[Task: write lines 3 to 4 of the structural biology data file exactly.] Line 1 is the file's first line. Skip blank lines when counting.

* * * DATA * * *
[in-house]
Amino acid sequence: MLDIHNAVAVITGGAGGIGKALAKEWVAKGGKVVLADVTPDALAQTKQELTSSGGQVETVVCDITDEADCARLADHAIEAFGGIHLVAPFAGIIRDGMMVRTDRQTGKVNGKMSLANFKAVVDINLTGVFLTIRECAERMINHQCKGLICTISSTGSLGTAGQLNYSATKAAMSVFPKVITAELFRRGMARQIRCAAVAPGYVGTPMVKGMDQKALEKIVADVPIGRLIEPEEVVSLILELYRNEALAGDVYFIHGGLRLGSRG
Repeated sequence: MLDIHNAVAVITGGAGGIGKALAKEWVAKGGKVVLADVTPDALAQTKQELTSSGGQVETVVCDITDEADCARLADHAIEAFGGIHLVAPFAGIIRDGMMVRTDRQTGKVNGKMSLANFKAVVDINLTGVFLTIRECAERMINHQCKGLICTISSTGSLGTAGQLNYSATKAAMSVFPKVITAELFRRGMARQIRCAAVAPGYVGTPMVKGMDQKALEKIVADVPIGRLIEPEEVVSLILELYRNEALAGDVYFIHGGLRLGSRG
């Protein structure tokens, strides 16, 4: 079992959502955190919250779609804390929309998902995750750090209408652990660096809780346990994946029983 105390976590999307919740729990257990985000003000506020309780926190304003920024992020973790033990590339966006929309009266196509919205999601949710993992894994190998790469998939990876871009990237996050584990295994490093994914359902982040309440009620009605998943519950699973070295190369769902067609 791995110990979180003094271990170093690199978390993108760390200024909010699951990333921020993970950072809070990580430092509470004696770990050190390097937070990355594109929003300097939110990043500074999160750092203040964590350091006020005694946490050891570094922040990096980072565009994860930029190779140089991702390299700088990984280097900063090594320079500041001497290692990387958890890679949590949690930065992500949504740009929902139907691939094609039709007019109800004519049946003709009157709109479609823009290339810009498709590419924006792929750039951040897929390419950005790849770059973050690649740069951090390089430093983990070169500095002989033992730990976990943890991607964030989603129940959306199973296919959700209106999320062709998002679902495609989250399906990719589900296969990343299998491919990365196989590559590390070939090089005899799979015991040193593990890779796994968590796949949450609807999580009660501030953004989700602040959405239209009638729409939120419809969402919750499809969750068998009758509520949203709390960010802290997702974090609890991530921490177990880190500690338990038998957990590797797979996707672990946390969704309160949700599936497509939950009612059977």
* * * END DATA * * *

Repeated sequence: MLDIHNAVAVITGGAGGIGKALAKEWVAKGGKVVLADVTPDALAQTKQELTSSGGQVETVVCDITDEADCARLADHAIEAFGGIHLVAPFAGIIRDGMMVRTDRQTGKVNGKMSLANFKAVVDINLTGVFLTIRECAERMINHQCKGLICTISSTGSLGTAGQLNYSATKAAMSVFPKVITAELFRRGMARQIRCAAVAPGYVGTPMVKGMDQKALEKIVADVPIGRLIEPEEVVSLILELYRNEALAGDVYFIHGGLRLGSRG
């Protein structure tokens, strides 16, 4: 079992959502955190919250779609804390929309998902995750750090209408652990660096809780346990994946029983 105390976590999307919740729990257990985000003000506020309780926190304003920024992020973790033990590339966006929309009266196509919205999601949710993992894994190998790469998939990876871009990237996050584990295994490093994914359902982040309440009620009605998943519950699973070295190369769902067609 791995110990979180003094271990170093690199978390993108760390200024909010699951990333921020993970950072809070990580430092509470004696770990050190390097937070990355594109929003300097939110990043500074999160750092203040964590350091006020005694946490050891570094922040990096980072565009994860930029190779140089991702390299700088990984280097900063090594320079500041001497290692990387958890890679949590949690930065992500949504740009929902139907691939094609039709007019109800004519049946003709009157709109479609823009290339810009498709590419924006792929750039951040897929390419950005790849770059973050690649740069951090390089430093983990070169500095002989033992730990976990943890991607964030989603129940959306199973296919959700209106999320062709998002679902495609989250399906990719589900296969990343299998491919990365196989590559590390070939090089005899799979015991040193593990890779796994968590796949949450609807999580009660501030953004989700602040959405239209009638729409939120419809969402919750499809969750068998009758509520949203709390960010802290997702974090609890991530921490177990880190500690338990038998957990590797797979996707672990946390969704309160949700599936497509939950009612059977």